Emergency contraceptive pills: a 10-year follow-up survey of use and experiences at college health centers in the mid-Atlantic United States.

Abstract

The authors conducted a 10-year follow-up study using a telephone survey to investigate the availability of emergency contraceptive pills (ECPs) at college health centers in the mid-Atlantic region of the United States. They also examined related issues, such as distribution procedure, existence of a written protocol, personnel involved, contraindications, follow-up procedures, methods of advertising, staff attitudes, changes in distribution over the past 10 years, and availability if ECPs become over-the-counter. Of the 119 completed responses, 58 schools (49%) reported distributing ECPs. The most common reasons schools listed for not distributing ECPs (n = 61, 51%) were religious convictions, understaffing, and lack of funding. Major changes in ECP distribution over the past 10 years related primarily to the number of schools distributing ECPs, protocol in ECP distribution, and advertising for ECP services.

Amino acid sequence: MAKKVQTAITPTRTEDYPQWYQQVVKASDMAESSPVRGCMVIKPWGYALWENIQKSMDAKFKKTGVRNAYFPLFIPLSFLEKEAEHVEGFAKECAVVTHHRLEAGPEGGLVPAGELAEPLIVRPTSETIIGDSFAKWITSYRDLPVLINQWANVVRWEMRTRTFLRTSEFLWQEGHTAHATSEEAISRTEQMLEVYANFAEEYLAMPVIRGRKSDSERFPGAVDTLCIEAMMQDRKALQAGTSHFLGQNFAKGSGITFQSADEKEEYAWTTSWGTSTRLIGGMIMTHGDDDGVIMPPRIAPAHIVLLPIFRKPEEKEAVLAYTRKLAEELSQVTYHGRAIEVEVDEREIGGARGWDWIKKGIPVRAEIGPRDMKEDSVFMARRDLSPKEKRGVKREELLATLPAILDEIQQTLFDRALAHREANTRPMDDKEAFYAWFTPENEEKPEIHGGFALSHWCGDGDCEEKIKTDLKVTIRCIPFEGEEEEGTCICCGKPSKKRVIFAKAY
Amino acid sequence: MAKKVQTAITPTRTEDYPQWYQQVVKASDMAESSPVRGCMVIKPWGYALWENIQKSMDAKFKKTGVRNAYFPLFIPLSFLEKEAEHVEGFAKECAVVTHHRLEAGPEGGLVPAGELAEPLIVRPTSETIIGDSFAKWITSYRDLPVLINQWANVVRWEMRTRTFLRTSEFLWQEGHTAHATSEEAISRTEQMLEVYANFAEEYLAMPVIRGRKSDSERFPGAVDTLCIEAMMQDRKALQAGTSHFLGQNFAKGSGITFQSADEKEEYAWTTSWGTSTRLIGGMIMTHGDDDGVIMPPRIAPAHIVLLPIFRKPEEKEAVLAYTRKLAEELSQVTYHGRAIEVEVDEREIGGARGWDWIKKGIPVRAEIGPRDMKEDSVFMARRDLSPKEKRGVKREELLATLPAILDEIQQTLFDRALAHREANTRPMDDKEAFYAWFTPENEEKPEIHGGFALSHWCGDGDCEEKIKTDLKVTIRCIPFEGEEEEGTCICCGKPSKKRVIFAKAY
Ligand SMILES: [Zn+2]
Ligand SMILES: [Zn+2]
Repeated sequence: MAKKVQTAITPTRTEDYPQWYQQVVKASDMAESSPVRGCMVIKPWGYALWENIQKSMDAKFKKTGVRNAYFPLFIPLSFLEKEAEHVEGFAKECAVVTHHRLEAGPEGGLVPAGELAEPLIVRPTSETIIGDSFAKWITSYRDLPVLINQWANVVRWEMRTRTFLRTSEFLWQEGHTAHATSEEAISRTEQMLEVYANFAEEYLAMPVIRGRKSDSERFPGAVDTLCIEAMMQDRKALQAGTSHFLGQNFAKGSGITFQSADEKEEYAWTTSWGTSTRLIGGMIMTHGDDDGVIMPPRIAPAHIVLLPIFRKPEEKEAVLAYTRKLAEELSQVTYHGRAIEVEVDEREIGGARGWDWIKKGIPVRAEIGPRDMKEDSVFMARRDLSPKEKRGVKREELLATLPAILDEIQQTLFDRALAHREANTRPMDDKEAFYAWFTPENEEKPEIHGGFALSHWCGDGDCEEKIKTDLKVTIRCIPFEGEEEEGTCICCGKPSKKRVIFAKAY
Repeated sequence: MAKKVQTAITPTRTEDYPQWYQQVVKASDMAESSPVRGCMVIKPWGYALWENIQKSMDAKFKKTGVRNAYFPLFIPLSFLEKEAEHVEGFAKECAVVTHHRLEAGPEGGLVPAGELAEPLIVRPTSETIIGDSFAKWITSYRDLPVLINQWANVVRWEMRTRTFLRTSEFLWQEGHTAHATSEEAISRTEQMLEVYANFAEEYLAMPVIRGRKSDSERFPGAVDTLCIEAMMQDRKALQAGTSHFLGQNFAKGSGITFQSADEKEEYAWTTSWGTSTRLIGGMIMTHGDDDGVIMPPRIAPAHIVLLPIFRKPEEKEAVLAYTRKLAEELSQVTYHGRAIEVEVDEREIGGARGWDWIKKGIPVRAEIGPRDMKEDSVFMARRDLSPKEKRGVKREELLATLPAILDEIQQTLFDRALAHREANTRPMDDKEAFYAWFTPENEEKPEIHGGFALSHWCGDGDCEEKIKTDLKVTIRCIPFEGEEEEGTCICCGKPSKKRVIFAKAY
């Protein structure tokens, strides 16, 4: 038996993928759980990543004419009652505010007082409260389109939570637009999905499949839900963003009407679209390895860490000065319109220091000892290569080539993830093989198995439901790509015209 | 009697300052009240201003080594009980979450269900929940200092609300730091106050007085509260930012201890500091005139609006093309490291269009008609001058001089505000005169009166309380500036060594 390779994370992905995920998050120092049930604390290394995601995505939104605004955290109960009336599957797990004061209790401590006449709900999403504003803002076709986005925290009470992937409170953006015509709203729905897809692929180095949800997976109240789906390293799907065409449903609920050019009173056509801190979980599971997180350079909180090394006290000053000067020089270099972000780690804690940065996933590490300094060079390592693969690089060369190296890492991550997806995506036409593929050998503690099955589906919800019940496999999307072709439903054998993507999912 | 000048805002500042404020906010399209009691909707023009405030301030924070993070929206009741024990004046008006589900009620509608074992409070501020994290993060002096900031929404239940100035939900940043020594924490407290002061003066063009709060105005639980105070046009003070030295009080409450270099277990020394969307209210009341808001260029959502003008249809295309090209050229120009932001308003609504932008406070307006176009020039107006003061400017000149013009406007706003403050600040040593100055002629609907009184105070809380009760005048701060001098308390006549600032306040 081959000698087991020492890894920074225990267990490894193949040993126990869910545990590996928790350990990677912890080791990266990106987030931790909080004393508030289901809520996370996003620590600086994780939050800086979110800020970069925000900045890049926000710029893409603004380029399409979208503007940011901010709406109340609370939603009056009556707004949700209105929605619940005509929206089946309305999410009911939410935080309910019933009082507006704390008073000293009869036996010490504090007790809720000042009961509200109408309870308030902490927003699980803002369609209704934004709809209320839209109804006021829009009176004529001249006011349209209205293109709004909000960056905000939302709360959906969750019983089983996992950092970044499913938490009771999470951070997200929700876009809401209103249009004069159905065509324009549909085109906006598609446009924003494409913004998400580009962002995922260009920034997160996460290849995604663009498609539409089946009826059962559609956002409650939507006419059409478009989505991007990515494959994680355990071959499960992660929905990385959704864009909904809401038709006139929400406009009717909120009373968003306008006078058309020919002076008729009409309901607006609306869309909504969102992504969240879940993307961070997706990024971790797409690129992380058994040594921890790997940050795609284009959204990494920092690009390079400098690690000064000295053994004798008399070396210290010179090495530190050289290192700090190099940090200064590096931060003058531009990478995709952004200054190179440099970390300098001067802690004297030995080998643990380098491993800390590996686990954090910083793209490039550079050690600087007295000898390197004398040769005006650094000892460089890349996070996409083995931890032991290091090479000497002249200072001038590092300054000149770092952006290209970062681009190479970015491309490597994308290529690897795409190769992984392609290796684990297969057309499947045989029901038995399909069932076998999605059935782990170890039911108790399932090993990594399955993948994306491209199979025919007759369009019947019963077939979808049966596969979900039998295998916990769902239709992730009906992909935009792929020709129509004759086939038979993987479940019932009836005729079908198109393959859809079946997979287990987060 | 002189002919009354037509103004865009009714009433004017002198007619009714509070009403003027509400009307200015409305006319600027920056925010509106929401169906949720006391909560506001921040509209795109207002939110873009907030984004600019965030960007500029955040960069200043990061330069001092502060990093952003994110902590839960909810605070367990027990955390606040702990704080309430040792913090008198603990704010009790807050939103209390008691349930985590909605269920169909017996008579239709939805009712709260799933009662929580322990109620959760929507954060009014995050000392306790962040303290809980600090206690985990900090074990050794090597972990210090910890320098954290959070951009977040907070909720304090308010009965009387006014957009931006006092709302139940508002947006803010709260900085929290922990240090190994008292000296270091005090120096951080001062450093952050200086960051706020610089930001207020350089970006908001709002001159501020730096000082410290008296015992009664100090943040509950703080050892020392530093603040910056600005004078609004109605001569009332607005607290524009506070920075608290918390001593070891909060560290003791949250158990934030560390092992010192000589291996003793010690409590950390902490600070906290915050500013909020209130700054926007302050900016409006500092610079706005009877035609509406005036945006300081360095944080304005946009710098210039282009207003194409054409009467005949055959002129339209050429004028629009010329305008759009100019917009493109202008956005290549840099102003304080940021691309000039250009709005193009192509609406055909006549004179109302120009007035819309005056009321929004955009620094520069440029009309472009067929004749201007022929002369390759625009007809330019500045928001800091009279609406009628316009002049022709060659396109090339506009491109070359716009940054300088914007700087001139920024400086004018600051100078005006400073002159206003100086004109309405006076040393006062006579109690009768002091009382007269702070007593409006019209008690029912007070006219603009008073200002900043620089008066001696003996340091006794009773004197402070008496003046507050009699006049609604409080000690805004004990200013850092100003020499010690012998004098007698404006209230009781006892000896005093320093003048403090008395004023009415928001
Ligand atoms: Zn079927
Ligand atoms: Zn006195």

Cite this paper

@article{Miller2006EmergencyCP, title={Emergency contraceptive pills: a 10-year follow-up survey of use and experiences at college health centers in the mid-Atlantic United States.}, author={Laura McKeller Miller and Robin G Sawyer}, journal={Journal of American college health : J of ACH}, year={2006}, volume={54 5}, pages={249-56} }